Democratic Republic of Congo
With an estimated population of 77 million people, poor resource management and abundant mineral resources, which have been fueling multi-year conflicts leading to all sorts of humanitarian crises for almost two decades, the Democratic Republic of Congo (DRC) is at risk of not achieving the Millennium Development Goals set for 2015. In the eastern part of the country, political and ethnic conflicts have led to the displacement of millions of people. In 2013 alone, about 2.9 million people were reported to be displaced, 60% of whom were displaced from the eastern provinces of North and South Kivu.
According to the CIA 2013 World Factbook, substandard socio-economic conditions affect about 71% percent of the population living below the poverty line. Conflicts, corruption and diseases attacking staple crops such as cassava, have affected agricultural output, which have also been on the decline for decades. Health indicators for the under-5 population are similarly bleak. Tuberculosis is one of the five major causes of death among children in the country in addition to malaria, diarrheal diseases, malnutrition, and neonatal complications.
CRS DRC continues to address humanitarian issues in collaboration with church partners, government agencies and other humanitarian actors. In 2014, CRS is projected to aid about 1.4 million direct beneficiaries through its humanitarian programs.
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|Population:||75,507,308 (2013 est.)|
|Size:||905,355 sq mi; slightly less than 1/4 the size of the United States|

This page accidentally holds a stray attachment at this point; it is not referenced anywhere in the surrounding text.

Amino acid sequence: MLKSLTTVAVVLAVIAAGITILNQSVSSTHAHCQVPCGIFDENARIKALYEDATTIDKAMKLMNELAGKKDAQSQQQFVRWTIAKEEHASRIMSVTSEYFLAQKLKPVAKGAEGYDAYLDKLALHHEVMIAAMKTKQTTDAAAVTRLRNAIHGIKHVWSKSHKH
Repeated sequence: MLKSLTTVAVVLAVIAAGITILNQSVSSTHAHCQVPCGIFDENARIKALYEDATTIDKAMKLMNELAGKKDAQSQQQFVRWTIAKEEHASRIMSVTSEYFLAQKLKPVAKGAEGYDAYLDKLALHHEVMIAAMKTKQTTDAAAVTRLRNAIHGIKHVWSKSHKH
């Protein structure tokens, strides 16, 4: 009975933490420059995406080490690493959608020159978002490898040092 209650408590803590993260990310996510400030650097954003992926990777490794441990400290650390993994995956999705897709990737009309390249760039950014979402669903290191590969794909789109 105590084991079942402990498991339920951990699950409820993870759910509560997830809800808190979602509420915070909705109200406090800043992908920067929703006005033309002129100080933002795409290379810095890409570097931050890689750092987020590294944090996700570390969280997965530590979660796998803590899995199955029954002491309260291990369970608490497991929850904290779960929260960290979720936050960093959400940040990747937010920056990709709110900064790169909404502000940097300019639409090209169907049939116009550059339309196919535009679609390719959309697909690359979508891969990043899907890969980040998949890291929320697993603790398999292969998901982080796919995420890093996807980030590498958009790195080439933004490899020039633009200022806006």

CRS began operations in the Democratic Republic of Congo (DRC) in 1961 at the invitation of the country's Catholic Episcopal Conference; returned for emergency responses until 1993. Since then the agency has maintained a continuous presence due to permanence of the conflicts, in order to provide timely assistance to populations at risk.
With an initial focus on emergency response programming, targeting regions in the eastern provinces affected by conflicts, CRS has had to expand operations to respond to the growing needs of the population with development programming as well. CRS since then introduced innovative humanitarian approaches, such as the voucher fair methodology, and continues to implement more efficient solutions using technology such as ICT4D for quicker emergency response and for more efficient monitoring and evaluation systems that provide evidenced-based data for improved programming. Many of the partners that benefited from capacity building from CRS these past 20 years are currently independently run entities.
CRS currently operates from a main office in Kinshasa and from provincial sub offices in North Kivu, South Kivu, Kasaï Oriental and Katanga. Between these five offices and six project-specific satellite offices in Bandundu, Equateur, Bas Congo, North Kivu, Katanga and Kasaï Oriental province, 165 staff including 22 expatriates collaborate to manage the agency operations in the DRC in partnership with over 15 local partner organizations.